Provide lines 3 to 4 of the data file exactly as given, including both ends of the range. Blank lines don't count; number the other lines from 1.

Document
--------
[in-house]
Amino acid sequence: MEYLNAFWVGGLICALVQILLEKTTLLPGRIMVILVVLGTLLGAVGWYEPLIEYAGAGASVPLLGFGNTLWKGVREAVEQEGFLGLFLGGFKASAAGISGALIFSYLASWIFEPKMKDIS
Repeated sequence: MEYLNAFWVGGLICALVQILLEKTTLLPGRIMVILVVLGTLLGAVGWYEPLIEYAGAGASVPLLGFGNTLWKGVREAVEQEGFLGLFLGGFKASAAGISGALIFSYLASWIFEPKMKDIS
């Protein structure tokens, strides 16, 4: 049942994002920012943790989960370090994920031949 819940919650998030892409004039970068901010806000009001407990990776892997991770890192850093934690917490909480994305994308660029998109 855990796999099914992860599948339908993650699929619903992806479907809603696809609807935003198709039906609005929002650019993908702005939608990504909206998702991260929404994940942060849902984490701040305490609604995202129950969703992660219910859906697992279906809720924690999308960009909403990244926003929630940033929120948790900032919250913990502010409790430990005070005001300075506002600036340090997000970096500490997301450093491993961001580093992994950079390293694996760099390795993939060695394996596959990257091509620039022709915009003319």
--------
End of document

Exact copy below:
Repeated sequence: MEYLNAFWVGGLICALVQILLEKTTLLPGRIMVILVVLGTLLGAVGWYEPLIEYAGAGASVPLLGFGNTLWKGVREAVEQEGFLGLFLGGFKASAAGISGALIFSYLASWIFEPKMKDIS
């Protein structure tokens, strides 16, 4: 049942994002920012943790989960370090994920031949 819940919650998030892409004039970068901010806000009001407990990776892997991770890192850093934690917490909480994305994308660029998109 855990796999099914992860599948339908993650699929619903992806479907809603696809609807935003198709039906609005929002650019993908702005939608990504909206998702991260929404994940942060849902984490701040305490609604995202129950969703992660219910859906697992279906809720924690999308960009909403990244926003929630940033929120948790900032919250913990502010409790430990005070005001300075506002600036340090997000970096500490997301450093491993961001580093992994950079390293694996760099390795993939060695394996596959990257091509620039022709915009003319």